Texas voter ID law is discriminatory, requires changes – court

© Jim Young
A federal appeals court ruled that Texas’ strict voter ID law discriminates against minorities and the poor, and must be revised before November’s elections.

“The vast majority of eligible voters” possess approved photo IDs and “must show it to vote,” the court said in the 9-6 decision Wednesday, according to Bloomberg. But a lower court will now have to devise a way for Texas to accommodate those who do not have approved IDs.

With Texas lawmakers out of session until next year, the Fifth Circuit US Court of Appeals in New Orleans ordered a trial court judge to explore interim remedies before the November presidential election, in order to give reasonable access to those voters lacking the qualified ID cards.

“The law is still in place but it can’t be enforced as is,” said Gerry Herbert, a Washington-based attorney who helped challenge the law in court, according to the Associated Press. “It has to be changed. There has to be some relief afforded.”

The law, passed in 2011 by a Republican-controlled legislature, was in effect during three statewide elections. Under the current language of the law, voters can use driver’s licenses, military IDs and concealed-handgun permits as ID to vote, but not student or employee identification. Most of those affected by ID restrictions in the law are minority voters.

More than 600,000 Texas voters, or 4.5 percent of all registered voters in Texas, lacked a suitable ID under the law signed by then-Governor Rick Perry, a lower court found in 2014, according to AP.

Republican Texas Attorney General Ken Paxton said he was disappointed by the ruling and must now work with opponents for a quick solution in less than four months.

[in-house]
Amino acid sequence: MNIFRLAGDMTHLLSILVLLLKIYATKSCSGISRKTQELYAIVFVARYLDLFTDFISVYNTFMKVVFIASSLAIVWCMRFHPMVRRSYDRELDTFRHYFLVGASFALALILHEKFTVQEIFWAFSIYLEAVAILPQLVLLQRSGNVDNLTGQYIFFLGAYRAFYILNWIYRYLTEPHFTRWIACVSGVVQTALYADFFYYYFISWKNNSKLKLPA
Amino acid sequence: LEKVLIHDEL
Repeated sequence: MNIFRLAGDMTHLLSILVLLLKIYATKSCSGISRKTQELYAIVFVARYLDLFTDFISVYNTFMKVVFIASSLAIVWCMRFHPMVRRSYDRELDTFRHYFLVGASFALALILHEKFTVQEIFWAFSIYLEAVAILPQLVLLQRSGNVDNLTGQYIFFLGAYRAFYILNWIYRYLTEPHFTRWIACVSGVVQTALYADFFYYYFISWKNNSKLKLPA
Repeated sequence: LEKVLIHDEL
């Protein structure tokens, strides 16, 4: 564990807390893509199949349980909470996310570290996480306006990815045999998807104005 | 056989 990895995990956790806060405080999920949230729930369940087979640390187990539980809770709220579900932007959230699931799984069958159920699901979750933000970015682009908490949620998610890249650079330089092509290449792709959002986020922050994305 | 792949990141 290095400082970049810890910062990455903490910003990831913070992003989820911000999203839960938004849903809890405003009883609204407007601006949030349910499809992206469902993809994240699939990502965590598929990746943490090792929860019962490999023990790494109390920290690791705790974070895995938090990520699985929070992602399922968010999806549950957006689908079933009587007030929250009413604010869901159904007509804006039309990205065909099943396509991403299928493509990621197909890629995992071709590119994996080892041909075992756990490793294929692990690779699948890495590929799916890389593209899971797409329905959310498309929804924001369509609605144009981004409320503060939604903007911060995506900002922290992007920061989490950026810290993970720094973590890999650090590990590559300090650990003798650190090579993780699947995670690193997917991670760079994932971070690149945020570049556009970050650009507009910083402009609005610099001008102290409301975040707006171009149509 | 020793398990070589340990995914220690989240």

“It is unfortunate that this common-sense law, providing protections against fraud, was not upheld in its entirety,” Paxton said in a statement, according to the AP.

The decision on Wednesday came after a three-judge panel ruled last year that the law violated the Voting Rights Act, and Texas appealed.

The state and other supporters argued the Texas law prevented fraud, while opponents said there are few cases of voter fraud. According to Ari Berman of The Nation magazine, there have only been 31 cases of voter impersonation since 2000, out of a billion voters cast.

“This narrative of voter fraud has been drummed up to build consensus for policies that make it harder for certain people to vote. It’s been a manufactured controversy,” Berman told Democracy Now! in February. “The real fraud is the fact that all of these voters are going to the polls and facing new restrictions for the first time, that are unnecessary, that are burdensome and that are discriminatory.”

Sixteen states, among them Alabama, Georgia, North Carolina and Virginia, have new voting restrictions in place since the US Supreme Court threw out federal oversight of elections in states with a history of voting rights violations.